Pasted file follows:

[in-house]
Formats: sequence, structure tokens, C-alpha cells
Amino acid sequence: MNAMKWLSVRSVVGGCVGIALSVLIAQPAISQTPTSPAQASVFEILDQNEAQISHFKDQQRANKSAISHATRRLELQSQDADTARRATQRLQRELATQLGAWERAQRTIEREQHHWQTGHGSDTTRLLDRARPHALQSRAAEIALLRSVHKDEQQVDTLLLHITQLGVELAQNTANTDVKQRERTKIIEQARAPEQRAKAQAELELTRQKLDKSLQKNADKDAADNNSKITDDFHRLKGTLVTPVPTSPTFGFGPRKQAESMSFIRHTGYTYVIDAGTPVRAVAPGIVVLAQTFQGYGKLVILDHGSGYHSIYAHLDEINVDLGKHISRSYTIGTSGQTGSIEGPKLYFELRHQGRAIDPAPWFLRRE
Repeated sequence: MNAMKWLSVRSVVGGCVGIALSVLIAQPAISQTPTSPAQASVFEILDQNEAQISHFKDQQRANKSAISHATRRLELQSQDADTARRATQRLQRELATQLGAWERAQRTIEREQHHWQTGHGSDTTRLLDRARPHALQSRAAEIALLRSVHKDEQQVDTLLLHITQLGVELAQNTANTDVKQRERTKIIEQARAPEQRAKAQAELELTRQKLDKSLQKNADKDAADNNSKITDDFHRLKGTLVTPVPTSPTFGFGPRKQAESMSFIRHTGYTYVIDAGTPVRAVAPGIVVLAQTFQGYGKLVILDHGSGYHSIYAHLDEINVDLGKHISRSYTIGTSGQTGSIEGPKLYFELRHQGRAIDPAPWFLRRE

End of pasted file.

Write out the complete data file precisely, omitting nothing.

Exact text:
[in-house]
Formats: sequence, structure tokens, C-alpha cells
Amino acid sequence: MNAMKWLSVRSVVGGCVGIALSVLIAQPAISQTPTSPAQASVFEILDQNEAQISHFKDQQRANKSAISHATRRLELQSQDADTARRATQRLQRELATQLGAWERAQRTIEREQHHWQTGHGSDTTRLLDRARPHALQSRAAEIALLRSVHKDEQQVDTLLLHITQLGVELAQNTANTDVKQRERTKIIEQARAPEQRAKAQAELELTRQKLDKSLQKNADKDAADNNSKITDDFHRLKGTLVTPVPTSPTFGFGPRKQAESMSFIRHTGYTYVIDAGTPVRAVAPGIVVLAQTFQGYGKLVILDHGSGYHSIYAHLDEINVDLGKHISRSYTIGTSGQTGSIEGPKLYFELRHQGRAIDPAPWFLRRE
Repeated sequence: MNAMKWLSVRSVVGGCVGIALSVLIAQPAISQTPTSPAQASVFEILDQNEAQISHFKDQQRANKSAISHATRRLELQSQDADTARRATQRLQRELATQLGAWERAQRTIEREQHHWQTGHGSDTTRLLDRARPHALQSRAAEIALLRSVHKDEQQVDTLLLHITQLGVELAQNTANTDVKQRERTKIIEQARAPEQRAKAQAELELTRQKLDKSLQKNADKDAADNNSKITDDFHRLKGTLVTPVPTSPTFGFGPRKQAESMSFIRHTGYTYVIDAGTPVRAVAPGIVVLAQTFQGYGKLVILDHGSGYHSIYAHLDEINVDLGKHISRSYTIGTSGQTGSIEGPKLYFELRHQGRAIDPAPWFLRRE